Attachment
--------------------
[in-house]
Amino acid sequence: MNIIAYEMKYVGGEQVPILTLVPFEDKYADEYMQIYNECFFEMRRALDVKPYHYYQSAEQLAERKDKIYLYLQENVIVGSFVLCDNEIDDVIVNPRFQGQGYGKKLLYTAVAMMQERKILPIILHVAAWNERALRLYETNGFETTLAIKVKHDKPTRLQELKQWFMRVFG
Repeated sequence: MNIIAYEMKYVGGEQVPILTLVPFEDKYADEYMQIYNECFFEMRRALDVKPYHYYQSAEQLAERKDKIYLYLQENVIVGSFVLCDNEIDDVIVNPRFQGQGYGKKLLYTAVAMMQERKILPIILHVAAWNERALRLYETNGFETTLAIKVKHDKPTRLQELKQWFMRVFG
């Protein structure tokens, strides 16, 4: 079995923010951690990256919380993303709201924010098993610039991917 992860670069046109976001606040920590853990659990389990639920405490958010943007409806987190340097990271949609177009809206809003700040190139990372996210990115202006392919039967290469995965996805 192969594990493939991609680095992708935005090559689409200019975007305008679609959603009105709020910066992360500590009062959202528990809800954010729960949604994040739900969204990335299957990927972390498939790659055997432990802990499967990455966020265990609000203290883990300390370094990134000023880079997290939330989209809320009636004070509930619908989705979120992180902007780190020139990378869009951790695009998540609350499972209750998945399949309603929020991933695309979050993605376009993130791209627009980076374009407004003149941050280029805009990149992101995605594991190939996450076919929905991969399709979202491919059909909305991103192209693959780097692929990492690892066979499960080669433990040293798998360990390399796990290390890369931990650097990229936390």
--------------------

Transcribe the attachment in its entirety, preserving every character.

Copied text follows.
[in-house]
Amino acid sequence: MNIIAYEMKYVGGEQVPILTLVPFEDKYADEYMQIYNECFFEMRRALDVKPYHYYQSAEQLAERKDKIYLYLQENVIVGSFVLCDNEIDDVIVNPRFQGQGYGKKLLYTAVAMMQERKILPIILHVAAWNERALRLYETNGFETTLAIKVKHDKPTRLQELKQWFMRVFG
Repeated sequence: MNIIAYEMKYVGGEQVPILTLVPFEDKYADEYMQIYNECFFEMRRALDVKPYHYYQSAEQLAERKDKIYLYLQENVIVGSFVLCDNEIDDVIVNPRFQGQGYGKKLLYTAVAMMQERKILPIILHVAAWNERALRLYETNGFETTLAIKVKHDKPTRLQELKQWFMRVFG
């Protein structure tokens, strides 16, 4: 079995923010951690990256919380993303709201924010098993610039991917 992860670069046109976001606040920590853990659990389990639920405490958010943007409806987190340097990271949609177009809206809003700040190139990372996210990115202006392919039967290469995965996805 192969594990493939991609680095992708935005090559689409200019975007305008679609959603009105709020910066992360500590009062959202528990809800954010729960949604994040739900969204990335299957990927972390498939790659055997432990802990499967990455966020265990609000203290883990300390370094990134000023880079997290939330989209809320009636004070509930619908989705979120992180902007780190020139990378869009951790695009998540609350499972209750998945399949309603929020991933695309979050993605376009993130791209627009980076374009407004003149941050280029805009990149992101995605594991190939996450076919929905991969399709979202491919059909909305991103192209693959780097692929990492690892066979499960080669433990040293798998360990390399796990290390890369931990650097990229936390």